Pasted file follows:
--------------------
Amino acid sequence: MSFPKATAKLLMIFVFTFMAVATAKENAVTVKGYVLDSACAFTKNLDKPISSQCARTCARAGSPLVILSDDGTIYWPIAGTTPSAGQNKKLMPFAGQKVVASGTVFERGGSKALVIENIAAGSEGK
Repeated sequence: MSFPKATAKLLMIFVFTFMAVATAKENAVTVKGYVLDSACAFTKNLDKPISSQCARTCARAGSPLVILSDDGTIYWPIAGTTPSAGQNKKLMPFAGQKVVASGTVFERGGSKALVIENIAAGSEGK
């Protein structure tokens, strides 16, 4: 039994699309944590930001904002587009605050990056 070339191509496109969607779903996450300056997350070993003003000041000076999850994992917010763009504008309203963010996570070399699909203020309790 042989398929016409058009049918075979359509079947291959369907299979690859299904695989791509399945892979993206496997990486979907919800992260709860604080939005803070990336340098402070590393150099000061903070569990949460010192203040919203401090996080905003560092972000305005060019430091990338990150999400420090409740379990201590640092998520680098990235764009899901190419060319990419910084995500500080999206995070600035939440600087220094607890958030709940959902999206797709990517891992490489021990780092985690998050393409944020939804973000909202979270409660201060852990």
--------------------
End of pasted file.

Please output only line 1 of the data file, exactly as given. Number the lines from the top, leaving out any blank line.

Amino acid sequence: MSFPKATAKLLMIFVFTFMAVATAKENAVTVKGYVLDSACAFTKNLDKPISSQCARTCARAGSPLVILSDDGTIYWPIAGTTPSAGQNKKLMPFAGQKVVASGTVFERGGSKALVIENIAAGSEGK